Check out these four new helmets, some of the fastest and most comfortable available on the market today.
Bell Star Pro$280 1 of 9
The problem with most aero helmets is that they're hot. Less vents and narrow shapes usually translates to less airflow. While they're faster, they aren't so practical on really hot days or for long rides. What Bell has done with the new Star Pro helmet is to add an option that allows cyclists to convert a regular helmet into a more aerodynamic helmet when the need arises.
The Star Pro has two things going for it that most other aero helmets don't: a detachable sunglass shield and the option to close the air vents to make it more aerodynamic. If you'd rather ride with a more traditional helmet, simply leave the air vents open and remove the shield. If you happen to sign up for a time trial or want to squeeze in an extra advantage on a breakaway, leave the vents closed and attach the shield.
Bell Star Pro Continued$280 2 of 9
This dual-purpose design is smart and eliminates the need for two different helmets. With the vents closed and shield on, the Star Pro is fast and should knock at least 20 to 30 seconds off of a 40K time trial. The design of the shield was an added plus—the distance it is held away from the face prevented lens fogging that's common when wearing standard sunglasses.
Who it's for: If you're a cyclist looking for a multi-purpose helmet that's suitable for training or racing, the Star Pro is a good choice.
Kask Mojito$199 3 of 9
With all the talk these days centered around making helmets faster, it's easy to forget that a helmet should accomplish two things above all else: protect your head and be comfortable to wear. The Mojito helmet from Kask accomplished these two tasks better than all the others.
The external shell of the Mojito provided more surface area coverage than any of the other helmets we tested, leaving less exposure on the sides and back of the helmet. While this is definitely a good thing, what we were most impressed with was the comfort Kask was able to achieve. The cantilevered rear cradle design allows for superior and individualized adjustment—a detail you'll appreciate once you try this helmet on. Our guess is that this helmet would fit almost any head shape, which is definitely not the case with most other options.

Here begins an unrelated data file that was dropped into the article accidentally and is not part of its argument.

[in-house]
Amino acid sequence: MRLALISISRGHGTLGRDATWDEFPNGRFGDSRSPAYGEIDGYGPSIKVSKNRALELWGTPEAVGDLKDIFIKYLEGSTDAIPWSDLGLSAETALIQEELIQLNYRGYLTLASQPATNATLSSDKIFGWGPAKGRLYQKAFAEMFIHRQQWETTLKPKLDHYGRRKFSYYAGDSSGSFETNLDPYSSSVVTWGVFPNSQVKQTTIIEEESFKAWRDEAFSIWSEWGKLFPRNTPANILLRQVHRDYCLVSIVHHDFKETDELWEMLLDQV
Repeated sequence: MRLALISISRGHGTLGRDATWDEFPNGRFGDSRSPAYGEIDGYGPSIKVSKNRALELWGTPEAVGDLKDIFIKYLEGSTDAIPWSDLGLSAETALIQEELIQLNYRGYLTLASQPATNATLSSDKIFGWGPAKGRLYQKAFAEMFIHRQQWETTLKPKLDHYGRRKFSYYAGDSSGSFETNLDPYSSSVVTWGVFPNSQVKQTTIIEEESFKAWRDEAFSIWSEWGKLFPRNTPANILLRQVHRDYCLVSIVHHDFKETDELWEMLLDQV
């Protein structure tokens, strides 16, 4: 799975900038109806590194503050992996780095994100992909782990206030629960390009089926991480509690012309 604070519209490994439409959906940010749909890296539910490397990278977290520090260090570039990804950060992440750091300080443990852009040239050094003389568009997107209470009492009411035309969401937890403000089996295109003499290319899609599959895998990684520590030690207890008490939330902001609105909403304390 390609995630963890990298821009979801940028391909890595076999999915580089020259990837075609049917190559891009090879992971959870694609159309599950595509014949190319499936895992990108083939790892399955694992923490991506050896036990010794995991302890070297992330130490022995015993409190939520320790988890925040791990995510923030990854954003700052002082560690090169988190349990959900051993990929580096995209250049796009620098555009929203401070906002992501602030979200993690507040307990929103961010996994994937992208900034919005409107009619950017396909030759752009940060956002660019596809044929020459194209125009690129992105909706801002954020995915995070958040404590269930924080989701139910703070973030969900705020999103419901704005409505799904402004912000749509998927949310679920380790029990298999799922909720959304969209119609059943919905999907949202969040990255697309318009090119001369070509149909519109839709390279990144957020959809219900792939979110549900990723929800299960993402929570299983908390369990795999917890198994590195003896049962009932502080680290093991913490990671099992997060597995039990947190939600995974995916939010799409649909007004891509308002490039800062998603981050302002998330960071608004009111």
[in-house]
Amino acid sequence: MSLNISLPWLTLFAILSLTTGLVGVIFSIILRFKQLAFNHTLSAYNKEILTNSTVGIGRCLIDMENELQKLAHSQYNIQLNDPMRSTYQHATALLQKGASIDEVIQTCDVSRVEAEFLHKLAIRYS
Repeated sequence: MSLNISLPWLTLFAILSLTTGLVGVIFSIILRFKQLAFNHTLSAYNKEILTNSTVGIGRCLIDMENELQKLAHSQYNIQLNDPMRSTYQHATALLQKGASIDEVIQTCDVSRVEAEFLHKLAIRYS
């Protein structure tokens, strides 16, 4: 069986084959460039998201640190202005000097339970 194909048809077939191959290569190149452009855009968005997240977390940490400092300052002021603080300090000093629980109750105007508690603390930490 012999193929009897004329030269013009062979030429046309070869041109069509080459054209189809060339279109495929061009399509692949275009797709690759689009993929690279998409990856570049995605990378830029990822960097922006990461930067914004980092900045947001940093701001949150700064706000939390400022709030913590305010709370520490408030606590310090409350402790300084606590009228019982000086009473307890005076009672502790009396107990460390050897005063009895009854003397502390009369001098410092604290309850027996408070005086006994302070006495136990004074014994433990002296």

Kask Mojito Continued$199 4 of 9
The little details of the Kask also stand out. The leather chinstrap is so sturdy and well made it makes other helmets feel cheap in comparison. The padding and fabric in the interior of the helmet provided excellent cushion and durability. It's made with a sanitized fabric that's easier to clean and harder to break down, which will help it last much longer than traditional helmet padding.
Who it's for: Anyone who is seeking comfort and fit above all else. Great for long rides in hot weather.
Smith Optics Overtake$250 5 of 9
The goal of the new Overtake helmet from Smith Optics is to combine superior ventilation, aerodynamics and protection in a new design. Their new Aerocore technology that's used instead of the standard Styrofoam material you see in most helmets doesn't look that breathable with its open-cell construction.
Looks can be deceiving. It's extremely light, and though it looks like it fills in the air vents more than a traditional helmet does, it actually lets in more air and does a better job keeping the head cool than most others we tested.
Smith Optics Overtake Continued$250 6 of 9
Smith claims this helmet is more protective than standard materials. Testing numbers show it's nearly identical to time savings to the Specialized Evade—one of the most aerodynamic road helmets on the market. Other features such as the slot in the front of the helmet made to hold your sunglasses are just as inventive. Functionally, the Overtake is on par with the best helmets we've ever tested. Smith's ability to think unconventionally during the design process should be applauded.
Who it's for: If you're looking for a performance helmet that's different from the rest, the Overtake is worth every penny.
Specialized S-Works Evade$250 7 of 9
The design shape of the Evade doesn't just make this helmet look fast—but it is. Specialized claims that the Evade is every bit as fast as their full blown time trial helmet, and in our own testing during a 40K time trial simulation, we wouldn't disagree.
What we did find surprising about the Evade were the cooling vents. The openings in the front and back were larger than expected. At cruising speeds above 16 miles per hour, your head will feel just as cool as it would in any other standard helmet on all but the hottest of days. You'll notice a difference during slow or long climbs when overall speed is decreased. In these situations, the Evade will have a tendency to trap heat from your head and make you feel hot.
Specialized S-Works Evade Continued$250 8 of 9
The shape of the helmet will be hit or miss for some. We found it to be less awkward than expected and more comfortable than most other road aero helmets.
Who it's for: Anyone who needs a really fast aero helmet for time trials, criteriums or flat road races.